NotesFAQContact Us
Search Tips
Peer reviewed Peer reviewed
Direct linkDirect link
ERIC Number: EJ1151357
Record Type: Journal
Publication Date: 2017-Aug
Pages: 8
Abstractor: As Provided
ISSN: ISSN-0018-9359
Micro- and Macroscale Ideas of Current among Upper-Division Electrical Engineering Students
Adam, Gina C.; Harlow, Danielle B.; Lord, Susan M.; Kautz, Christian H.
IEEE Transactions on Education, v60 n3 p183-190 Aug 2017
The concept of electric current is fundamental in the study of electrical engineering (EE). Students are often exposed to this concept in their daily lives and early in middle school education. Lower-division university courses are usually limited to the study of passive electronic devices and simple electric circuits. Semiconductor physics is an upper-division course that presents the physics behind semiconductor devices in depth and exposes the students to microscale explanations of different types of current, such as drift and diffusion currents. This paper investigates how third-year college students majoring in EE link microscale and macroscale concepts of current, and what misconceptions they reveal after one quarter of advanced instruction in semiconductor physics. The interviewees were posed a problem, based on a distracting device structure that exposed student difficulties in defining current, charges and doping, and the plotting of current-voltage (I-V) characteristics. For example, some students had the naïve idea that current is the flow of a particular type of charge (i.e., only electrons or only holes) or that there is a "spectrum of doping." Almost all students drew a one-quadrant coordinate system for the I-V curves, which might imply that students think only about positive voltages. These findings can inform further studies to identify and address misconceptions in the important area of semiconductor device physics.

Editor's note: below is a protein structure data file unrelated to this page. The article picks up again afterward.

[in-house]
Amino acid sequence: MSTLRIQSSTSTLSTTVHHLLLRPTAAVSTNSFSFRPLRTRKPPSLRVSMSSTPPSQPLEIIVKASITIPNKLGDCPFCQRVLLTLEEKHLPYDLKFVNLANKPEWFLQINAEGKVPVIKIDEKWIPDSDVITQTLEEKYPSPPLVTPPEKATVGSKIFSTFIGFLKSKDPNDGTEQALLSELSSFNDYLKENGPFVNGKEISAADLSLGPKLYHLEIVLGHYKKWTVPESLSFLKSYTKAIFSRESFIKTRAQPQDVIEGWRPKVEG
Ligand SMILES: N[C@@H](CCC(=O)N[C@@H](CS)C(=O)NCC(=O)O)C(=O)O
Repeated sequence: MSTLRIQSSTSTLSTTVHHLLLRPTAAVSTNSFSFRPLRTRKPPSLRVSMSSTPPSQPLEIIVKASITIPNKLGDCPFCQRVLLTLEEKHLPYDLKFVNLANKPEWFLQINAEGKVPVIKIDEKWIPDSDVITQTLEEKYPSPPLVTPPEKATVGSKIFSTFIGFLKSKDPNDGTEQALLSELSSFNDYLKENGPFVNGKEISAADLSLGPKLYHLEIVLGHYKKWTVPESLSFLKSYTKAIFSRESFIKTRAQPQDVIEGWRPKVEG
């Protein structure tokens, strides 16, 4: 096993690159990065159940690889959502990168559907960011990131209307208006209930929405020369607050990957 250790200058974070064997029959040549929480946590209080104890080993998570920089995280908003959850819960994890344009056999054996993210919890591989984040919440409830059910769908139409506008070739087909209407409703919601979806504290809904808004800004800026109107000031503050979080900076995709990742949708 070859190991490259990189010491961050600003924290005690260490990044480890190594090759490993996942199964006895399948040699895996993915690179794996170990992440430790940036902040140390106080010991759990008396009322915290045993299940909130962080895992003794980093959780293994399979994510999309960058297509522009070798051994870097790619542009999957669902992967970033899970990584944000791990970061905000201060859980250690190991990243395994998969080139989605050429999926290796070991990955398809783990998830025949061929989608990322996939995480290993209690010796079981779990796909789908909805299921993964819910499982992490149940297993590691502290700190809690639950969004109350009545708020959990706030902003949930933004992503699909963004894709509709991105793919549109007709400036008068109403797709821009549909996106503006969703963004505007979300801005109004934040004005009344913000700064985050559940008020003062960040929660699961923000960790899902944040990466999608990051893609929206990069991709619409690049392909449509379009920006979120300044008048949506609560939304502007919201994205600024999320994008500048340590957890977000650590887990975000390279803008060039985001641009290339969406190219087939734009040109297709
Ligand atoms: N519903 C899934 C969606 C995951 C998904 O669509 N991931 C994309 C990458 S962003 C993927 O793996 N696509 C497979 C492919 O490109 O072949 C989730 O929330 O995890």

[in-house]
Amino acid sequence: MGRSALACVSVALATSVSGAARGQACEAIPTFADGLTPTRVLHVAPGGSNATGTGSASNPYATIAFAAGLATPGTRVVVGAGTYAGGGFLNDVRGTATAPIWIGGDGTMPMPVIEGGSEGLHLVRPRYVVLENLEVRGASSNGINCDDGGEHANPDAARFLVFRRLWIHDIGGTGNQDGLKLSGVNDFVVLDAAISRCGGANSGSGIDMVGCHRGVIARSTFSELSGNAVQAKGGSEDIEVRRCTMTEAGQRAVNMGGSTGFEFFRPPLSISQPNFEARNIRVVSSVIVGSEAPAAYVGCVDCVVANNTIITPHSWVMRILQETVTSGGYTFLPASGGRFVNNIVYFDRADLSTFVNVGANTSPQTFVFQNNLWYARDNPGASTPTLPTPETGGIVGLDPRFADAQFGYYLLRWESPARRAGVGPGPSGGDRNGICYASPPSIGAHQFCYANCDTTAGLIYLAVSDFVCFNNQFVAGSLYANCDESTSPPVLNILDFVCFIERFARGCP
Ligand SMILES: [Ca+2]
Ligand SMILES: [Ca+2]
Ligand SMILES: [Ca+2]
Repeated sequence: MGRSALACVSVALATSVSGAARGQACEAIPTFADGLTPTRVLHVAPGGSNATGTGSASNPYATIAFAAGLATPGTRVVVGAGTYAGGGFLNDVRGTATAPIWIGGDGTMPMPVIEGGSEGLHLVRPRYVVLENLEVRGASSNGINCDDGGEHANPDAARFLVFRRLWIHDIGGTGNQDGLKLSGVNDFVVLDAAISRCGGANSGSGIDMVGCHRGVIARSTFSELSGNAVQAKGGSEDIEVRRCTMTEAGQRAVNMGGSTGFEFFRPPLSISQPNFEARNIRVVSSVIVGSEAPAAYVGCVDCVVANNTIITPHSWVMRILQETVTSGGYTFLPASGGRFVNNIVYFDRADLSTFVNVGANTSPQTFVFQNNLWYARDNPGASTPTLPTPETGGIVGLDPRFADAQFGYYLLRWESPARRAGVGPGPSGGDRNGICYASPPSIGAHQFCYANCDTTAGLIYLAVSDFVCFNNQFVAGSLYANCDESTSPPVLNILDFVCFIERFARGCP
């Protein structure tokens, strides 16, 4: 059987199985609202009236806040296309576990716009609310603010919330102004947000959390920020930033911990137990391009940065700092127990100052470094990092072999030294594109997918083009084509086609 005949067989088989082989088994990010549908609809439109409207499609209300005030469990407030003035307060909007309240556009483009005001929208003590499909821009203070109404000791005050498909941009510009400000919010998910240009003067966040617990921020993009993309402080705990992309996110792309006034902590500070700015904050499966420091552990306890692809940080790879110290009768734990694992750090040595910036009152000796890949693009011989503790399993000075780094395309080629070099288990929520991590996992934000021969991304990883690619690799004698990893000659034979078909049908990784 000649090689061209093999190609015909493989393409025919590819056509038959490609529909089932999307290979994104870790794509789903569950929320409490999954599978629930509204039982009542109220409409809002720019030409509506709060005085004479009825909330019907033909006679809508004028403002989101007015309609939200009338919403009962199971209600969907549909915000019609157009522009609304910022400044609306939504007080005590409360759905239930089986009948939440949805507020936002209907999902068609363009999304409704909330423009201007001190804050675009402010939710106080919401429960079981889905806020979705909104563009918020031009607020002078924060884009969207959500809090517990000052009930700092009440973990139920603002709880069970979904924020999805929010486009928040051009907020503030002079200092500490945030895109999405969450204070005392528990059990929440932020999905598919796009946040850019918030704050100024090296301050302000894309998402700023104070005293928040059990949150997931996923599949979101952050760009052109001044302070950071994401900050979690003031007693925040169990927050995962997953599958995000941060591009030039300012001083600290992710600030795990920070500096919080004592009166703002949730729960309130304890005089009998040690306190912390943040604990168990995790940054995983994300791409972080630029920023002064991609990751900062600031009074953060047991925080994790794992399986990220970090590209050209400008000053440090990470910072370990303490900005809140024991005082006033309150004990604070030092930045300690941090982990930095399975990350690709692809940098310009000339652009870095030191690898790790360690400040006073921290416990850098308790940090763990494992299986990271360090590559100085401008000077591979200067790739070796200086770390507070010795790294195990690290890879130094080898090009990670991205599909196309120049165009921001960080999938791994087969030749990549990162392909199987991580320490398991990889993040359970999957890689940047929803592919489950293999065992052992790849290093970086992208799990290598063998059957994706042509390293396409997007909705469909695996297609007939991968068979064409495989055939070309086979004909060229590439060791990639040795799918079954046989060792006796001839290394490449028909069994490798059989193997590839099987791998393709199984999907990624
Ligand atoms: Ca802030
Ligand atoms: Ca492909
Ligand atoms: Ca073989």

Institute of Electrical and Electronics Engineers, Inc. 445 Hoes Lane, Piscataway, NJ 08854. Tel: 732-981-0060; Web site:
Publication Type: Journal Articles; Reports - Research
Education Level: Higher Education
Audience: N/A
Language: English
Sponsor: US Department of State
Authoring Institution: N/A
Grant or Contract Numbers: N/A